Dinner prep time was always when I would whip out the super fun sticker books or stencils or playdoh for my toddler. My baby would usually get buckled into her baby swing or play in her exersaucer.
Just in case, we set up an extra long baby gate so that our toddler could play in the living room (not in the kitchen) and it was honestly one of our best purchases.
If you have a moment to think ahead, prep work, such as chopping, can be done earlier in the day too. This way you don’t have so much to do right before mealtime when the hungry babies want all of mom’s attention.
Better yet, if you have support or a spouse who’s off on certain days of the week, try to pre-make and freeze meals. That way there’s even less for you to do during the hectic days with two and just you!
How to Keep a Toddler Busy at Home
There are going to be certain times when you need to have your hands busy with something else, whether it’s dealing with the baby or a task at home or an errand out and about. Toddlers are renowned for getting into mischief at very inopportune moments.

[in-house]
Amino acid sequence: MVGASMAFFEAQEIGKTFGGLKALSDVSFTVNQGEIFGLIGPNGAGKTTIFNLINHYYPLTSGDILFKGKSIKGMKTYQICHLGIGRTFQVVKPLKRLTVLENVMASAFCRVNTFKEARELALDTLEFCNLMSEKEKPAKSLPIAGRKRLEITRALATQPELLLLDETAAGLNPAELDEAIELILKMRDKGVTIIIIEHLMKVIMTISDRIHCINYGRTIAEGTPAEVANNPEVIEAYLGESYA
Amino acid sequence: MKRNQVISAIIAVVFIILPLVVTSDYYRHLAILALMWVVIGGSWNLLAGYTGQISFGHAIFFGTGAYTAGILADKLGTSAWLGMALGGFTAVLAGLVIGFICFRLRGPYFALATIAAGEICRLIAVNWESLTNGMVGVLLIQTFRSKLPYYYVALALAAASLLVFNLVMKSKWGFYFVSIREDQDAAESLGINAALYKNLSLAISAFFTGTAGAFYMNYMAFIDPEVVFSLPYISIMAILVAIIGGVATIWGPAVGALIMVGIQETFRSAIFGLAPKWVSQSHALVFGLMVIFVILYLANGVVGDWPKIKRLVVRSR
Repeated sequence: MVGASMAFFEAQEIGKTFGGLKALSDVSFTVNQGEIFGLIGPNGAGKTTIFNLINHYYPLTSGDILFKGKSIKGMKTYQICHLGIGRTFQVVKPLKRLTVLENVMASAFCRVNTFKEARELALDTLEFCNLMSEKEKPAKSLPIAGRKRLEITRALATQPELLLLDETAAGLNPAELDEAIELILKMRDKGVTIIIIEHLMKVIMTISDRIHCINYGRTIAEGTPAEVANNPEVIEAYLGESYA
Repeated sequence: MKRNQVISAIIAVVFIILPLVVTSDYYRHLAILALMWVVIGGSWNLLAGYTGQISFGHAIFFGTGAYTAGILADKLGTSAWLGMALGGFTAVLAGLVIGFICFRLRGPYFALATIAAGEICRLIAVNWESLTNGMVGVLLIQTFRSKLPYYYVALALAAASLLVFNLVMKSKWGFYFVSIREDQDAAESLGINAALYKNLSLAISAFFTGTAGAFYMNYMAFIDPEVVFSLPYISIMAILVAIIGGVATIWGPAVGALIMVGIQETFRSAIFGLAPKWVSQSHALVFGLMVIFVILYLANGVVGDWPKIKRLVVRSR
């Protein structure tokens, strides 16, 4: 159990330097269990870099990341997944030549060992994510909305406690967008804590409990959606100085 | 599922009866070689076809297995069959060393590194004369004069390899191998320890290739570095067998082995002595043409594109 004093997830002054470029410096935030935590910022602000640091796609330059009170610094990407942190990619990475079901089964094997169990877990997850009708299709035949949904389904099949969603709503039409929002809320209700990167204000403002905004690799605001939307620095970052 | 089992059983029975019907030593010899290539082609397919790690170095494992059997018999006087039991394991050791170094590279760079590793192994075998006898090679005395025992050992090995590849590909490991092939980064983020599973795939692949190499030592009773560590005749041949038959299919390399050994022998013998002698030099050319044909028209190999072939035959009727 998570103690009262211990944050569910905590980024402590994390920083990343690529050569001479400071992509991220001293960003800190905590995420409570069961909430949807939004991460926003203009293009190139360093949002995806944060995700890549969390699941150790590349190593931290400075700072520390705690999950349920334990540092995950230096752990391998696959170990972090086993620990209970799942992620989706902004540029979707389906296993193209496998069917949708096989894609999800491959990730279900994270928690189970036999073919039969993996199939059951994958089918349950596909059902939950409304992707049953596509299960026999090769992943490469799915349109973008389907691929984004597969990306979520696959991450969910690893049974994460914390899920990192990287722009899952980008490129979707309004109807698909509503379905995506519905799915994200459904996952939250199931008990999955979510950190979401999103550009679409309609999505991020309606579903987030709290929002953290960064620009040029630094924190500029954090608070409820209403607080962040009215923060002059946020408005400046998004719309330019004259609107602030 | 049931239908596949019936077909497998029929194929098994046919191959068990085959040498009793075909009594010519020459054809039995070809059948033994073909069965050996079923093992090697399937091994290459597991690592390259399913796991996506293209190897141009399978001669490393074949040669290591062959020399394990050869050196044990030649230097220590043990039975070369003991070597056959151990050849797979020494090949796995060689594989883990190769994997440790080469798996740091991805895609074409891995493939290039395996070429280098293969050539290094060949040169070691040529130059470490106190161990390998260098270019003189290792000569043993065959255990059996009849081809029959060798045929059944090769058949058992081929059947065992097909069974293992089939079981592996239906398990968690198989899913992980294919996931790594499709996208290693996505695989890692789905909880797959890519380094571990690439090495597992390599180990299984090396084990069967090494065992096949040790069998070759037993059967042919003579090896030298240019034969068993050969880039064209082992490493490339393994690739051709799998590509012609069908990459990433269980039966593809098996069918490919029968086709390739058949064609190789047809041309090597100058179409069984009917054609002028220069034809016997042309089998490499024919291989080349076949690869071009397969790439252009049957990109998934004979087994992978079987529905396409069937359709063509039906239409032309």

I’ve discovered some really useful techniques for keeping them focused and calm, rather than jumping off of furniture when your hands are tied up.
Toddlers often thrive on being big helpers, so give them doable tasks.
Ask them to bring you something, open a container, press a button, hold the baby’s hand, toss something in the bin… the list could go on. They don’t need to be tasks that actually need doing, it’s just to keep them preoccupied.
Make sure you praise them for being mommy’s big helper!
When you don’t have tasks to give, keep your toddler’s mind busy by telling them stories, asking questions, or even singing a few songs! You don’t need a book, a plan, or even real songs for that matter… make it up on the spot and I’m sure your toddler will love to hear it all!
Struggling with a Toddler and Baby?
Ask for help!
Guess what, momma? You don’t have to do it all!
Whether it’s from family, friends, or even a stranger in the street, you can ask for help when you need it!
You can get help to your car or opening a door. Ask someone to hold your bag or clip a buckle shut. Get a couple of hours of housework done when someone else can watch the kids.
Us moms often try to carry as much weight on our shoulders as possible but you don’t need to. Use your kids’ safety as the perfect excuse (and the most significant reason) to get help.
When you need it, reach out for support. You are not alone.